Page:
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      07-09-2019, 10:18 AM   #1
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KnighTT e92 madness - Build thread.

Time for a new build thread! I should have learned my lesson with my last N54 135i, but here we go again.

So, after scoring the entire east coast looking for a 335is, I struck out. I had my eye on 3 at the same dealership down in Tampa for around $16k. The salesmen were the first red flag, pulling out all the old BS lines. I wanted to strike a deal before I drove from Atlanta all the way down there. Turns out, they bought these things at full retail and then tired to upsell them at $20k thinking they were rare enough to make a profit on. Well, after 6mo, they still sat there. In any case, my bank decided it didn't want to finance them at only 2 years at over 50% down, so I passed.

As I had been literally staying up until 1am for two weeks scoring every Facebook and Craigslist ad for the right car, I stumbled upon a 2010 335i 6spd. Now I had been looking for a 6spd but the 335is game is super rare with a manual so I had come to settle with the DCT. Having the chance to get a 6spd 335xi peaked my interest. Especially with the dark grey I had been looking for.

Catch....163k miles. It was in town though, so I at least had to go look, immediately, and had cash.



Truth is, it was a bit dirty but turned out to be in better condition than I thought. Missing a piece of aluminum trim in the door, airbag light, TPMS light, brake light, belt light, but no CEL. Plugged in my OBD scanner and took it on a long test drive. No CEL and no one had reset the ECU for over 5k miles.

Ran good. Idled far better than expected. Gears all good and clutch felt new. Engine showed signs of the OFHG leak but nothing else.

Picked it up for $6,500.

Took it home, and after a thorough cleaning, I was pretty shocked at the condition it was actually in.




Interior is in 9/10 condition. Outside of a split seam in the top back seat from the sun. The exterior though has less wear and tear than our my Odyssey with only 50k on it. The paint is in excellent condition and only has a couple tiny sized dings that can be removed with PDR. One rock ship in the paint on the hood.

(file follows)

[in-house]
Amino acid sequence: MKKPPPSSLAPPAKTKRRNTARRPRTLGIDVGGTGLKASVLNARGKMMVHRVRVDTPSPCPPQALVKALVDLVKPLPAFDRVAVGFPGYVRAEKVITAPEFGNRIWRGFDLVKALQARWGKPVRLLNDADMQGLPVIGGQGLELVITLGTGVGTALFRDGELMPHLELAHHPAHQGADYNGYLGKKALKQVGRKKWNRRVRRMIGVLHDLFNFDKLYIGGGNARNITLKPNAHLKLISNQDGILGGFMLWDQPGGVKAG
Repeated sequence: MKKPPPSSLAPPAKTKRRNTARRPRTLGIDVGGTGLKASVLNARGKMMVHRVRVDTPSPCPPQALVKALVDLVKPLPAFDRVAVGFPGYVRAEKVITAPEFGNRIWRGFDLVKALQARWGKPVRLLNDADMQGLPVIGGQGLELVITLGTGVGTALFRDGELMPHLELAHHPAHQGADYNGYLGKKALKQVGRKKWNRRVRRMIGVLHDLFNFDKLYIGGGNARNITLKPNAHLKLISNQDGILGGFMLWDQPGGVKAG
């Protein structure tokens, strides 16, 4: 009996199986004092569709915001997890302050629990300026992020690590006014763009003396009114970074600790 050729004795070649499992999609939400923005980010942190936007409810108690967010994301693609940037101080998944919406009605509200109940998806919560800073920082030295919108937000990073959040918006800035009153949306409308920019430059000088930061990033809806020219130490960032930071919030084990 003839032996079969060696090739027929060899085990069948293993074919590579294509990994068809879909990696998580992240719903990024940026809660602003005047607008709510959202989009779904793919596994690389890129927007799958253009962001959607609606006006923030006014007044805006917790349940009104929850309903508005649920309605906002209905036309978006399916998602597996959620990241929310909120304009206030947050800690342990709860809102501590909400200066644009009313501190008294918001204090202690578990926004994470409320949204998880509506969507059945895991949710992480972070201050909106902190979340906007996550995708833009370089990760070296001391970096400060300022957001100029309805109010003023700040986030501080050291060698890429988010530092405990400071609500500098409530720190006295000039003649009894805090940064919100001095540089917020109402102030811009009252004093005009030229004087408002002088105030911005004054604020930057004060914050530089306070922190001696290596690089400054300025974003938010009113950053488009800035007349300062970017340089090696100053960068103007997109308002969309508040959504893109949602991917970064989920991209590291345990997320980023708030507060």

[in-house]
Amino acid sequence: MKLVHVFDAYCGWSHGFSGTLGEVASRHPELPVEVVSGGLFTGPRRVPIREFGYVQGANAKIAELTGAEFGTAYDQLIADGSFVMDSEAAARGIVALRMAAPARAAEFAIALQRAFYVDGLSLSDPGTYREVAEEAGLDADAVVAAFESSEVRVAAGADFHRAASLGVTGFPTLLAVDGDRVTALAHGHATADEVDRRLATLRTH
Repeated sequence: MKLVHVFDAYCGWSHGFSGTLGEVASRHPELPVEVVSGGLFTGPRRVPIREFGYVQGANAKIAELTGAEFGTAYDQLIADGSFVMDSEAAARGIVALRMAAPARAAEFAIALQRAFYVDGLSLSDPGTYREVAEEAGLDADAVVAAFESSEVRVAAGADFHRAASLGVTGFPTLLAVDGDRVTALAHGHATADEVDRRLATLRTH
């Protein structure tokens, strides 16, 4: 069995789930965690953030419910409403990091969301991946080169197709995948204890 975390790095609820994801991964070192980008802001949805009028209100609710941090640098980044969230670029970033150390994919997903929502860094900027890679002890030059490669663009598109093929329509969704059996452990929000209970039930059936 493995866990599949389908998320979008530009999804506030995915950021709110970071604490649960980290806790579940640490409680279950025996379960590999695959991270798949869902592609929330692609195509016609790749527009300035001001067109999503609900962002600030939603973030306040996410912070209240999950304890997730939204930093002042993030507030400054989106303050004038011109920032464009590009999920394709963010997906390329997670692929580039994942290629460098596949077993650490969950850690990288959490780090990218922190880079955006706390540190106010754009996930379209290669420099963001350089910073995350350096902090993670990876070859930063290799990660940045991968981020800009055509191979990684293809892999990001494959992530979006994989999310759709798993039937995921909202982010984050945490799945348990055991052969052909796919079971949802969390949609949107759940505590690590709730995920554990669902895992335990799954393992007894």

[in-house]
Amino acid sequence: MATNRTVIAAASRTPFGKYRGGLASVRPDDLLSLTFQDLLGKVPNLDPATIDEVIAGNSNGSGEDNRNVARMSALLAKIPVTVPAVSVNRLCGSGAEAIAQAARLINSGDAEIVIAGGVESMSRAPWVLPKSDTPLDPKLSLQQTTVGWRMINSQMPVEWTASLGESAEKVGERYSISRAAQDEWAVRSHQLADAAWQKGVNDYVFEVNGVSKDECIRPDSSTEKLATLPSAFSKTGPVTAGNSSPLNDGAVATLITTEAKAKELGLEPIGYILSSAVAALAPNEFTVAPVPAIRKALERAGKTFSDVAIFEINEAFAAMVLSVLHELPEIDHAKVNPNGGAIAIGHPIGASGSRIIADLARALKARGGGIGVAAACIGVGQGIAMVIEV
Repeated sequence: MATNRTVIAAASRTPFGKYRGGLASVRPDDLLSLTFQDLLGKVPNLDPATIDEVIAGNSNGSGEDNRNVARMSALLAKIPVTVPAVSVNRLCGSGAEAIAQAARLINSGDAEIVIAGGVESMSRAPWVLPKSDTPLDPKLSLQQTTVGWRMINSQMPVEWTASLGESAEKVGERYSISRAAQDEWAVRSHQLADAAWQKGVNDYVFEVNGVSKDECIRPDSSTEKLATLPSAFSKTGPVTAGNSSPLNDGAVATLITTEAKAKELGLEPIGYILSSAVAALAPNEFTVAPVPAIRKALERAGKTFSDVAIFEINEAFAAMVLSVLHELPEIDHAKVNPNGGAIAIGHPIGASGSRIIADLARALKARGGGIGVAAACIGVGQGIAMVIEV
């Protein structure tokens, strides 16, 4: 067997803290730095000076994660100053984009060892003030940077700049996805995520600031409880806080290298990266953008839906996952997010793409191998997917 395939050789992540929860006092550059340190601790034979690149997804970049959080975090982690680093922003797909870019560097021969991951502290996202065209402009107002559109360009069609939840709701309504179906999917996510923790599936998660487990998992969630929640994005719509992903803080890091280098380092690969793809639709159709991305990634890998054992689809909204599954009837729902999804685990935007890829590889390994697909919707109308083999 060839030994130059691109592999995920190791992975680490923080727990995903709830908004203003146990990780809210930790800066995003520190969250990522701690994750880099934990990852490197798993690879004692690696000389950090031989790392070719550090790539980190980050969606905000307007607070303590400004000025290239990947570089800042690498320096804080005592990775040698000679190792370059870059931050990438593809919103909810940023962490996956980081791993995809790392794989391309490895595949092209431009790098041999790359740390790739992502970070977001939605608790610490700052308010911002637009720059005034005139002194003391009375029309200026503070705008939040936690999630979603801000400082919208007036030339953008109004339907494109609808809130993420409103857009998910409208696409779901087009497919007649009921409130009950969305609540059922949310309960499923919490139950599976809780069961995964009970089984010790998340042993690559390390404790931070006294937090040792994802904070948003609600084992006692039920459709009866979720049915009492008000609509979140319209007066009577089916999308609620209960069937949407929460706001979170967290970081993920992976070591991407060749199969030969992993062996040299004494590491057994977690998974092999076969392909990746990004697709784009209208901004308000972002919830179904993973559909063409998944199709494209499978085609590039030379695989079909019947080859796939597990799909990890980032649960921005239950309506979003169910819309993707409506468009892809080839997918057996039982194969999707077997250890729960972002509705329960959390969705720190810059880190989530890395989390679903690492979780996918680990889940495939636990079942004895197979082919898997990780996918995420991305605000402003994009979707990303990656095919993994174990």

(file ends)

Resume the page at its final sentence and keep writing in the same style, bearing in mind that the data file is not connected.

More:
Anyway, on with the stuff I need to fix.

Last edited by KnighTT; 07-09-2019 at 10:52 AM..
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      07-09-2019, 10:37 AM   #2
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OK, now on to the things I have found we need to fix before we move on to modification.

Maintenance before modification folks.

So, she has a great idle. Even after sitting in emissions for an hour in line, she purred away as you would expect from a much younger girl. I did get some vibration/slight stutter under 50% throttle between 2k-3k rpm that did not fee motor related. That's when I went to look at the CV axles.

I also got a limp mode warning and the 30FF right after emissions.

So, knowing I needed to take care of a bunch of N54 things, and inspect, I got it up on stands and took a look over everything.

- Index 12 injectors. SCORE! $1,500 I don't have to spend.
- OFHG needs replaced.
- Both front CV boots are torn, recently, and need replaced.

That was pretty much all I found. The car has been well taken care of.

So, in light of all of these other jobs, come the other jobs needing taken care of.

-New CV seals.
- Ordered all new seals for intercooler and chargepipe.
- Throttle body gasket.
- Intake manifold gasket.
- Turbo inlet gaskets but turned out to be too big for some reason. Returning.
- And all the stuff I need to clean the carbon out of the intake ports.

....the intake ports are the worst I have ever seen.



Some are worse. A few have 1/2" thick deposits and build up. I would venture to guess only 60% of the intended airflow is getting into the combustion chamber.

So, we shall use this, some engine cleaning brushes with the drill, and brake clean for cleanup.



This is where we are now. OFHG and oil cooler gasket replaced. As well as the oil sensor and the alum bolts. FCP Euro sells an entire kit for about $50.